Deck offers features we’ve come to expect, including visual waveform editing, noiseless track bounce, multi-point auto location, moving-fader mixer automation, non-destructive real-time and destructive effects, and 44.1kHz or 48kHz, 16-bit audio. For less than 400 bucks, you get not only Deck but also Peak LE (bundled free), a stereo editor that lets you encode your projects in AIFF, WAV, RealAudio or MP3 formats. You also get a copy of Adaptec’s Toast 4.1 CD burning software.


I installed Deck on a 400mHz G4 with Mac OS 9.04, Quicktime 4.12, 572 MB of RAM, a 10-gig system drive and a 75 gig IBM Deskstar IDE drive to handle media storage. It should be noted that the version 2.7 PDF documentation that accompanies the software only recommended using SCSI drives “with a SCSI throughput of at least 1.2MB per second required to work with 8 tracks.” Current ATA-66 and ATA-100 drives are more than adequate for streaming large numbers of audio tracks. This documentation was obviously written some time ago and deserves an update from Bias.

Effective with version 2.7, Bias requires a product authorization code (PAC) like most other copy protected software, although the software will function for 15 days without this code. Deck comes with a serial number, and when you submit that to Bias, they send you the authorization code. Of course, Bias’ hours to issue a PAC via e-mail or phone are bankers’ hours, M-F 9:00 AM to 5:00 PM PST, so beware of this if you choose to embark on a big audio project on a Saturday night or over a holiday. The software can also be authorized by fax or postcard.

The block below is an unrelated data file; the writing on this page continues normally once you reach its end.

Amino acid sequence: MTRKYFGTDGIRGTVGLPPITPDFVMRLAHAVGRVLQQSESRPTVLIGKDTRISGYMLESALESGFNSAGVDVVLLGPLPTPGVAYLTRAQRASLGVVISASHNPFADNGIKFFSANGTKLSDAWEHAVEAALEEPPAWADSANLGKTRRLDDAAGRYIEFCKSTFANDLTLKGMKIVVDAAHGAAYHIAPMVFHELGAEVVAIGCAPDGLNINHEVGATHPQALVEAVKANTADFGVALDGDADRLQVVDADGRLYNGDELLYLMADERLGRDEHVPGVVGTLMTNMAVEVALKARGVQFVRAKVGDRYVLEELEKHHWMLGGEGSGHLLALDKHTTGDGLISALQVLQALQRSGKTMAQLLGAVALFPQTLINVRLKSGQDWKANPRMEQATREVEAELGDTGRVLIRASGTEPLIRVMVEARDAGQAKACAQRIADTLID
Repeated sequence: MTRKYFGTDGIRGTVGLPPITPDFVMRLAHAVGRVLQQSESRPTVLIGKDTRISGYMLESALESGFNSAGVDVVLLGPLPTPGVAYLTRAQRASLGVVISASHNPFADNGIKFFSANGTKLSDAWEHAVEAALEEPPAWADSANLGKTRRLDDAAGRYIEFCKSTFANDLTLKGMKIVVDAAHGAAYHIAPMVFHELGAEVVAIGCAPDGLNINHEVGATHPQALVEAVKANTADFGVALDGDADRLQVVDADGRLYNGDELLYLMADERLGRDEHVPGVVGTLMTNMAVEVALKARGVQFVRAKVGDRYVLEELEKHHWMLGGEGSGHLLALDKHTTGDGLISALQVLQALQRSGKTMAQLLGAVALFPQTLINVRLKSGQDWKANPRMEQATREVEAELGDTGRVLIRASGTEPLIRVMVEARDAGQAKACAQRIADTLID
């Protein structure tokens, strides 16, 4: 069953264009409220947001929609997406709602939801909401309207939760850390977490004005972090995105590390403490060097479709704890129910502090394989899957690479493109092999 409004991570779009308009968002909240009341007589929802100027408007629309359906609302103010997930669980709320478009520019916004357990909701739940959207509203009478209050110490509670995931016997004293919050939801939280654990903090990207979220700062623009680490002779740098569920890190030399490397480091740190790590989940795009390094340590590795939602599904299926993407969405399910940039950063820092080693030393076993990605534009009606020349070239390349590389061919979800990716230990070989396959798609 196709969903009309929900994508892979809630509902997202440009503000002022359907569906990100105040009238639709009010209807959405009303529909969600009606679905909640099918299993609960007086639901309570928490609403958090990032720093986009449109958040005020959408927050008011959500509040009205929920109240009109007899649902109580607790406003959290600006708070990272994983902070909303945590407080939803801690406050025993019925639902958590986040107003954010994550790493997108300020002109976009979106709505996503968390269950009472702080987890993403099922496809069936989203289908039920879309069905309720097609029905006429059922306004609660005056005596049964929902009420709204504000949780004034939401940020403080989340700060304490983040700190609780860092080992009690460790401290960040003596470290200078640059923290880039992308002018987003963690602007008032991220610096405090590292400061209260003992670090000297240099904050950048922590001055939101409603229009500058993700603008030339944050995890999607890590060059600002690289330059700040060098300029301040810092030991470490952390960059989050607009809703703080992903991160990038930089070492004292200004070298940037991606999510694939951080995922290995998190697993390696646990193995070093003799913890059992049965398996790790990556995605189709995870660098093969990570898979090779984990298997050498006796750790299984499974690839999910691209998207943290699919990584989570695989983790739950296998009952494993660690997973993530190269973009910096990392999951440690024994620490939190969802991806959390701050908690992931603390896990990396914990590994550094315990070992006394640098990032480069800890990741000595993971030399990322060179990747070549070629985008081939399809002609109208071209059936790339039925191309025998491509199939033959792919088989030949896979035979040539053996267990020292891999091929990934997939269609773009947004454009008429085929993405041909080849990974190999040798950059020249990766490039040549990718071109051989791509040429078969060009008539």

The first step after installation is to allocate more RAM to the Deck application. The program comes set to use a minimum amount of memory, but Deck is happy with as much RAM as you can afford to give it. The available number of tracks varies from computer to computer, and is not only dependent on CPU speed and RAM allocation, but is also dependent on hard drive speed. Users of 7200 rpm ATA drives will be able to access more tracks than users of 5400 rpm drives, although this is dependent on sustained transfer rate. The owner’s manual also recommends that file sharing be turned off.